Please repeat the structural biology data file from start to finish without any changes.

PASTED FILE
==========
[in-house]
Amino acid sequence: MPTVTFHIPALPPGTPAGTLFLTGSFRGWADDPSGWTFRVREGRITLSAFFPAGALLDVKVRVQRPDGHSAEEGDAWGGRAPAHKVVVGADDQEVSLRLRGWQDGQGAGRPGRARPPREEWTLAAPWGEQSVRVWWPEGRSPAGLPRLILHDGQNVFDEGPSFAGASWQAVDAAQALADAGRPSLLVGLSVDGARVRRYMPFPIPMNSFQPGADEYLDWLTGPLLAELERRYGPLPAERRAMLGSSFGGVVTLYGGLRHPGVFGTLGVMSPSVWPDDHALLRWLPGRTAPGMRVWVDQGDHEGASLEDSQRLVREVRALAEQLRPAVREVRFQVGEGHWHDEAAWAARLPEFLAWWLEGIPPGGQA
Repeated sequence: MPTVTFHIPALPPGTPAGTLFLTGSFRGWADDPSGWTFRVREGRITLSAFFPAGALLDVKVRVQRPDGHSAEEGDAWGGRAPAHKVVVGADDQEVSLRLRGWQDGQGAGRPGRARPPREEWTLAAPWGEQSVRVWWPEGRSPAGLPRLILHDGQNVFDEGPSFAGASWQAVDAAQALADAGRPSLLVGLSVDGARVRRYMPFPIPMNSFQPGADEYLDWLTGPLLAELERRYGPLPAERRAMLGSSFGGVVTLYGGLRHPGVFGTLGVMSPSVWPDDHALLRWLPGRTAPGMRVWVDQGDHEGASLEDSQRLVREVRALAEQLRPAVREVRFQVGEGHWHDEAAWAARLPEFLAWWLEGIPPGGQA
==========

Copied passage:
[in-house]
Amino acid sequence: MPTVTFHIPALPPGTPAGTLFLTGSFRGWADDPSGWTFRVREGRITLSAFFPAGALLDVKVRVQRPDGHSAEEGDAWGGRAPAHKVVVGADDQEVSLRLRGWQDGQGAGRPGRARPPREEWTLAAPWGEQSVRVWWPEGRSPAGLPRLILHDGQNVFDEGPSFAGASWQAVDAAQALADAGRPSLLVGLSVDGARVRRYMPFPIPMNSFQPGADEYLDWLTGPLLAELERRYGPLPAERRAMLGSSFGGVVTLYGGLRHPGVFGTLGVMSPSVWPDDHALLRWLPGRTAPGMRVWVDQGDHEGASLEDSQRLVREVRALAEQLRPAVREVRFQVGEGHWHDEAAWAARLPEFLAWWLEGIPPGGQA
Repeated sequence: MPTVTFHIPALPPGTPAGTLFLTGSFRGWADDPSGWTFRVREGRITLSAFFPAGALLDVKVRVQRPDGHSAEEGDAWGGRAPAHKVVVGADDQEVSLRLRGWQDGQGAGRPGRARPPREEWTLAAPWGEQSVRVWWPEGRSPAGLPRLILHDGQNVFDEGPSFAGASWQAVDAAQALADAGRPSLLVGLSVDGARVRRYMPFPIPMNSFQPGADEYLDWLTGPLLAELERRYGPLPAERRAMLGSSFGGVVTLYGGLRHPGVFGTLGVMSPSVWPDDHALLRWLPGRTAPGMRVWVDQGDHEGASLEDSQRLVREVRALAEQLRPAVREVRFQVGEGHWHDEAAWAARLPEFLAWWLEGIPPGGQA